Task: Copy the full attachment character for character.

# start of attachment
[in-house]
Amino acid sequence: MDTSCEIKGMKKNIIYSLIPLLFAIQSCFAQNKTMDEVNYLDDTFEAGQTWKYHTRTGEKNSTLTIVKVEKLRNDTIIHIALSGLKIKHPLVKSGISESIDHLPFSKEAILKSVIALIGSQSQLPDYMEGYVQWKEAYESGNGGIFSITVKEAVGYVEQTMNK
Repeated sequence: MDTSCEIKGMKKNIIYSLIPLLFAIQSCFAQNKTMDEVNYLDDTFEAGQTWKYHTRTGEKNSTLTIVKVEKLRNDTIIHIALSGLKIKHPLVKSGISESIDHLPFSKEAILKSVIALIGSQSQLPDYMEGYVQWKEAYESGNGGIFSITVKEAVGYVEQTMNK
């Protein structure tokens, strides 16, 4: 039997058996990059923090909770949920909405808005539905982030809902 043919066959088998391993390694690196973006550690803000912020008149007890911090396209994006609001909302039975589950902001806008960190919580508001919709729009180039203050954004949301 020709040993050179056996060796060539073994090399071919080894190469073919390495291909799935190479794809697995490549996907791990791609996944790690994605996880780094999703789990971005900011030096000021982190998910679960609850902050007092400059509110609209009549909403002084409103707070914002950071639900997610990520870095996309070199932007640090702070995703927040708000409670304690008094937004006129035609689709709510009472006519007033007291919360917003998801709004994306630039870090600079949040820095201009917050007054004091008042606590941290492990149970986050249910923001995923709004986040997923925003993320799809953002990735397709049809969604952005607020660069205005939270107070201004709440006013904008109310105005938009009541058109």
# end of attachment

[in-house]
Amino acid sequence: MDTSCEIKGMKKNIIYSLIPLLFAIQSCFAQNKTMDEVNYLDDTFEAGQTWKYHTRTGEKNSTLTIVKVEKLRNDTIIHIALSGLKIKHPLVKSGISESIDHLPFSKEAILKSVIALIGSQSQLPDYMEGYVQWKEAYESGNGGIFSITVKEAVGYVEQTMNK
Repeated sequence: MDTSCEIKGMKKNIIYSLIPLLFAIQSCFAQNKTMDEVNYLDDTFEAGQTWKYHTRTGEKNSTLTIVKVEKLRNDTIIHIALSGLKIKHPLVKSGISESIDHLPFSKEAILKSVIALIGSQSQLPDYMEGYVQWKEAYESGNGGIFSITVKEAVGYVEQTMNK
């Protein structure tokens, strides 16, 4: 039997058996990059923090909770949920909405808005539905982030809902 043919066959088998391993390694690196973006550690803000912020008149007890911090396209994006609001909302039975589950902001806008960190919580508001919709729009180039203050954004949301 020709040993050179056996060796060539073994090399071919080894190469073919390495291909799935190479794809697995490549996907791990791609996944790690994605996880780094999703789990971005900011030096000021982190998910679960609850902050007092400059509110609209009549909403002084409103707070914002950071639900997610990520870095996309070199932007640090702070995703927040708000409670304690008094937004006129035609689709709510009472006519007033007291919360917003998801709004994306630039870090600079949040820095201009917050007054004091008042606590941290492990149970986050249910923001995923709004986040997923925003993320799809953002990735397709049809969604952005607020660069205005939270107070201004709440006013904008109310105005938009009541058109």